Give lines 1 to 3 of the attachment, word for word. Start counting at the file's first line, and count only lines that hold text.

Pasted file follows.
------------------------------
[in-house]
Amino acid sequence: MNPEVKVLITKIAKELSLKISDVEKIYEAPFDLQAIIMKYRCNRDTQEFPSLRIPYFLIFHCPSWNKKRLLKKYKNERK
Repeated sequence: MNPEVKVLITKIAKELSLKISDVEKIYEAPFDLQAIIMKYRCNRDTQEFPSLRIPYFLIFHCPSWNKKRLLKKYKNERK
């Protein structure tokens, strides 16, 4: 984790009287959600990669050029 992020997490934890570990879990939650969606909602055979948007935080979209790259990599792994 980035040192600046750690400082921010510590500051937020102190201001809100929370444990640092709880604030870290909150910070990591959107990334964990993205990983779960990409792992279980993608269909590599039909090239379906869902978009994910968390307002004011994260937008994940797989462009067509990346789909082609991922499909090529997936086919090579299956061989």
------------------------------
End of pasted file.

[in-house]
Amino acid sequence: MNPEVKVLITKIAKELSLKISDVEKIYEAPFDLQAIIMKYRCNRDTQEFPSLRIPYFLIFHCPSWNKKRLLKKYKNERK
Repeated sequence: MNPEVKVLITKIAKELSLKISDVEKIYEAPFDLQAIIMKYRCNRDTQEFPSLRIPYFLIFHCPSWNKKRLLKKYKNERK